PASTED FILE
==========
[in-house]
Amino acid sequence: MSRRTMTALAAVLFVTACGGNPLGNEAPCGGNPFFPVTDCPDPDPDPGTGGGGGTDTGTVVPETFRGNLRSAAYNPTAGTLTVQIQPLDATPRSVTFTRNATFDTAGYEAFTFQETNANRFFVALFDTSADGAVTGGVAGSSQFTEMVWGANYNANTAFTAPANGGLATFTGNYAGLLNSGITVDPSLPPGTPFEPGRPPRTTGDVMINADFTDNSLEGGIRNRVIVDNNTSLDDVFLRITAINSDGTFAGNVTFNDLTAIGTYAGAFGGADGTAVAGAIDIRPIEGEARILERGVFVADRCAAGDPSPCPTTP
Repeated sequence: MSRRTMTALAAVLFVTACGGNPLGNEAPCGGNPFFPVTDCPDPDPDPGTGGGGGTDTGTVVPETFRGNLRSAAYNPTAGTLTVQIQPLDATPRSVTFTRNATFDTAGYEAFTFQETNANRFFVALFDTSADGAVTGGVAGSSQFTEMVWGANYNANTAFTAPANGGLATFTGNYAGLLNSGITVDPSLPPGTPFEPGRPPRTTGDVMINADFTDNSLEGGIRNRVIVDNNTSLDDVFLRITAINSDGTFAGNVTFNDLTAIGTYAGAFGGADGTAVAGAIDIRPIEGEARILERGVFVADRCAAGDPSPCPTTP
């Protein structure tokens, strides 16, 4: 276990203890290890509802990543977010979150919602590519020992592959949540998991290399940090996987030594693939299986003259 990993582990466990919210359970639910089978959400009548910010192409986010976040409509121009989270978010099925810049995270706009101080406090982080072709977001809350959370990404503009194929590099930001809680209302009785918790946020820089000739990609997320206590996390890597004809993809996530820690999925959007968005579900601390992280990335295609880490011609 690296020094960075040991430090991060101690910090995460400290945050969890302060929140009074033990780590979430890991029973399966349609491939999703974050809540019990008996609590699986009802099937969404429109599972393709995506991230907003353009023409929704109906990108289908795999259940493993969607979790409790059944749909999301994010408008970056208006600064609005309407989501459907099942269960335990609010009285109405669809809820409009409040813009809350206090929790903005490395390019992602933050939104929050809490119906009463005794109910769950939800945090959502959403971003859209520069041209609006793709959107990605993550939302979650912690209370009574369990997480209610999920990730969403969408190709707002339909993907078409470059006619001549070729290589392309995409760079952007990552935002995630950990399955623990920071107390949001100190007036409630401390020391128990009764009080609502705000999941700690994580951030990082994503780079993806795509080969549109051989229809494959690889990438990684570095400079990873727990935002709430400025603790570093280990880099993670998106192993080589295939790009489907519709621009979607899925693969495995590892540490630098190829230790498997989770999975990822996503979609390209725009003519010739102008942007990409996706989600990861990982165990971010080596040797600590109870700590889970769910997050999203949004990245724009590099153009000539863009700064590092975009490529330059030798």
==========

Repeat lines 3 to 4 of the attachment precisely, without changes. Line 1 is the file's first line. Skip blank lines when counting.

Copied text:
Repeated sequence: MSRRTMTALAAVLFVTACGGNPLGNEAPCGGNPFFPVTDCPDPDPDPGTGGGGGTDTGTVVPETFRGNLRSAAYNPTAGTLTVQIQPLDATPRSVTFTRNATFDTAGYEAFTFQETNANRFFVALFDTSADGAVTGGVAGSSQFTEMVWGANYNANTAFTAPANGGLATFTGNYAGLLNSGITVDPSLPPGTPFEPGRPPRTTGDVMINADFTDNSLEGGIRNRVIVDNNTSLDDVFLRITAINSDGTFAGNVTFNDLTAIGTYAGAFGGADGTAVAGAIDIRPIEGEARILERGVFVADRCAAGDPSPCPTTP
């Protein structure tokens, strides 16, 4: 276990203890290890509802990543977010979150919602590519020992592959949540998991290399940090996987030594693939299986003259 990993582990466990919210359970639910089978959400009548910010192409986010976040409509121009989270978010099925810049995270706009101080406090982080072709977001809350959370990404503009194929590099930001809680209302009785918790946020820089000739990609997320206590996390890597004809993809996530820690999925959007968005579900601390992280990335295609880490011609 690296020094960075040991430090991060101690910090995460400290945050969890302060929140009074033990780590979430890991029973399966349609491939999703974050809540019990008996609590699986009802099937969404429109599972393709995506991230907003353009023409929704109906990108289908795999259940493993969607979790409790059944749909999301994010408008970056208006600064609005309407989501459907099942269960335990609010009285109405669809809820409009409040813009809350206090929790903005490395390019992602933050939104929050809490119906009463005794109910769950939800945090959502959403971003859209520069041209609006793709959107990605993550939302979650912690209370009574369990997480209610999920990730969403969408190709707002339909993907078409470059006619001549070729290589392309995409760079952007990552935002995630950990399955623990920071107390949001100190007036409630401390020391128990009764009080609502705000999941700690994580951030990082994503780079993806795509080969549109051989229809494959690889990438990684570095400079990873727990935002709430400025603790570093280990880099993670998106192993080589295939790009489907519709621009979607899925693969495995590892540490630098190829230790498997989770999975990822996503979609390209725009003519010739102008942007990409996706989600990861990982165990971010080596040797600590109870700590889970769910997050999203949004990245724009590099153009000539863009700064590092975009490529330059030798």